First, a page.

Above is the Preston curve of life expectancy at birth S.H. Preston, ‘The changing relation between mortality and level of economic development’, Population Studies, 29(2), 1975.

Preston aruges that int data shows that the association between income and health is strong in poorer countries because of public policy failures. People can only afford to increase public policy if income increases. Therefore any improvement income-dependent.

Conclusions:

  • International inequality in income increased 1820 – 1950, remained stable 1950-92.
  • 1820-1950: ‘dominant disequalizing force’ is the stagnation in India and China
  • 1950-1992: Selective catching up.
  • 1992 onward: a faster and broader catch-up?
  • Catching up faster in health and education.
  • Did globalization play a differential role in income (technology of production) and HDI (technology of health)?

EH483: The Development and Integration of the World Economy in the 19th and 20th Centuries: Introductory Lecture

Lecturers = Dudly Baines – Albrecht Ritschl – Tirthankar Ray – Kerry Hickson = Monday 1300-1400 in the New Academic Building. Seminars are on Tuesdays.

The coursework for this unit will include two formative essays of 1500 words (pah, my undergrad essays were 4000 words) and one assessed essay of 2500 words. These will be due towards the end of the course. There will also be a three hour exam in May 2011.

All the details and deadlines are in the Notes for Students on Moodle.

Enough admin, to the meat!

There is an element of comparative development of the world economy. The unit is economics focussed and 19th century focussed. The course will be very long run to begin with and we wil then drill down into more detail later.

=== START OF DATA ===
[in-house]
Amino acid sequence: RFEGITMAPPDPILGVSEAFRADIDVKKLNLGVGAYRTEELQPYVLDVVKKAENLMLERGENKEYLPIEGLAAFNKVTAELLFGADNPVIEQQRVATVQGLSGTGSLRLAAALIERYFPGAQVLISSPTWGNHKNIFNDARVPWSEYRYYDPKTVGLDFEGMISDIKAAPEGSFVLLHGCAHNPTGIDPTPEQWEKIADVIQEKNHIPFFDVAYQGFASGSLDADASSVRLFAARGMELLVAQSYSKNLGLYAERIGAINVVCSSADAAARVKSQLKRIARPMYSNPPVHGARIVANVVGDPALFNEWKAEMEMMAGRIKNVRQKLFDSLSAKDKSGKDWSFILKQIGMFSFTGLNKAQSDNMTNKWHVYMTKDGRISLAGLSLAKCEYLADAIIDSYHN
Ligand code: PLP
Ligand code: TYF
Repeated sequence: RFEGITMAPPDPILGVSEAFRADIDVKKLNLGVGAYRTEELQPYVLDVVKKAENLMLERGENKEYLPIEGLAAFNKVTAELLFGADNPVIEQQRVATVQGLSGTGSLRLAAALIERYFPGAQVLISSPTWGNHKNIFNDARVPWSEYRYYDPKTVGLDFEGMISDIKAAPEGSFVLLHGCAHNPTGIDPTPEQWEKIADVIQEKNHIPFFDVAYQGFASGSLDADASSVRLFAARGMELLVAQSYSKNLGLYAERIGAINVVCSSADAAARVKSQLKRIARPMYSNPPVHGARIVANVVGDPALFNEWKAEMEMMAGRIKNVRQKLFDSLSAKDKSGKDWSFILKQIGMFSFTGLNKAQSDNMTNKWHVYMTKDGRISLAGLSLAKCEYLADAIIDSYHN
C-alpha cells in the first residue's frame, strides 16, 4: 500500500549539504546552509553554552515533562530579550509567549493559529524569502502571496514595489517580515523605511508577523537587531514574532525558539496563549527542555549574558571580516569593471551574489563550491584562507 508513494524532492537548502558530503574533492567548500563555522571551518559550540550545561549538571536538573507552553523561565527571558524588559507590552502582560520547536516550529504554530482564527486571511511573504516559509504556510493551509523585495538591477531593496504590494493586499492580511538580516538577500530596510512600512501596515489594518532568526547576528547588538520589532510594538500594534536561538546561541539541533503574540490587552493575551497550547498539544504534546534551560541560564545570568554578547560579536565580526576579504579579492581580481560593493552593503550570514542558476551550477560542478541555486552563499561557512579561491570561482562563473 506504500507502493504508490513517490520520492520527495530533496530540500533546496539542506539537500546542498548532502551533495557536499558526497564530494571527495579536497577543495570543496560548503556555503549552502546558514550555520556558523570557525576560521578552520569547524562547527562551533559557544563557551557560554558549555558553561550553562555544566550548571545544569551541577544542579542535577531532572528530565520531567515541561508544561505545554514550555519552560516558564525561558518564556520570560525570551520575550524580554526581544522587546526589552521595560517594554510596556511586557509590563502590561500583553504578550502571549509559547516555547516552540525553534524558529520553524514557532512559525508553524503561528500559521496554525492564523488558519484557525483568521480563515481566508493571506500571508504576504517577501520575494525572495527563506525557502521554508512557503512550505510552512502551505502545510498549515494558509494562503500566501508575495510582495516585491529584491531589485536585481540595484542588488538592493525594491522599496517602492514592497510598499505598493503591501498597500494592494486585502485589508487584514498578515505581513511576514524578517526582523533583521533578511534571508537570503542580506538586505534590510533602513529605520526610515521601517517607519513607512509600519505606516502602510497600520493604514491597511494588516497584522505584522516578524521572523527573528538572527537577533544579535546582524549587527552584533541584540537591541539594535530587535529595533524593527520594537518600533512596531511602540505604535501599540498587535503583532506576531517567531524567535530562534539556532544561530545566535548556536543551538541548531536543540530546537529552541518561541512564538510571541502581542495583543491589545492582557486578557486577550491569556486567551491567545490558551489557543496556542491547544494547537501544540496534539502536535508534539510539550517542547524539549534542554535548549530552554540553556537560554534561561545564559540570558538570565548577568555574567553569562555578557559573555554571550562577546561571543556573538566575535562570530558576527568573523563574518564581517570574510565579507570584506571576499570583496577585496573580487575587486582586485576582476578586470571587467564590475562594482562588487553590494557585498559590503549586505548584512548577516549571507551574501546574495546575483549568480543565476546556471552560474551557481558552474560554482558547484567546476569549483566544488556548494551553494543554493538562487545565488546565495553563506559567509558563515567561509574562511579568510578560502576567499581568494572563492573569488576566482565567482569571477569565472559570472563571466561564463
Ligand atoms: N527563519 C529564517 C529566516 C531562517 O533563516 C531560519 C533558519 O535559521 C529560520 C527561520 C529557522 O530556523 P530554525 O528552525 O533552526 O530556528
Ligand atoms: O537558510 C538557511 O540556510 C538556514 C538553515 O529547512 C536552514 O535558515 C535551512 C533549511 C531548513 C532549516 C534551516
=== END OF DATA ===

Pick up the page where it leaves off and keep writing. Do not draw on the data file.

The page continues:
Objectives of the course

Explain the origins and evolution of  international inequality in the “modern world.”

Comparative elements – Demography, geography, trade, urbanisation, culture, institutions, technology and policy.

Case Study elements – Industrialisation, catch-up, fall behind, factor price integration.

GDP per capita (1990 international $)

  1870 1913 1950 1973 1998
UK 3191 4921 6907 12022 18714
W.Europe 1974 3473 4594 11534 17921
US 2445 5301 9561 16689 27331
Latin America 698 1511 2554 4531 5795
Japan 737 1387 1926 11439 20413
Other Asia 543 640 635 1231 2936
Africa 444 585 852 1365 1368

Shares of World GDP (%)

  1870 1913 1950 1973 1998
UK 9.1 8.3 6.5 4.2 3.3
W.Europe 33.6 33.5 26.3 25.7 20.6
US 8.9 19.1 27.3 22.0 21.9
Latin America 2.5 4.5 7.9 8.7 8.7
Japan 2.3 2.6 3.0 7.7 7.7
Other Asia 36.0 21.9 15.5 16.4 29.5
Africa 3.6 2.7 3.6 3.3 3.1

Every region is richer now then it was in 1870 (the time when a truly modern economy began to appear), but some are regions are richer than others. Two things stand out.

Some areas expereinced rapid growth and some did not. We need to look to the genesis of this rapid growth. It was not an increase in the use of land or other inputs which started this growth, but an increase in productivity.

The world became more unequal and we see a great deal of divergence between economies that industrialised and those that did not.

Growth

Classical economics looked at incereasing inputs to creat more wealth. Growth rested on using inputs more efficiently.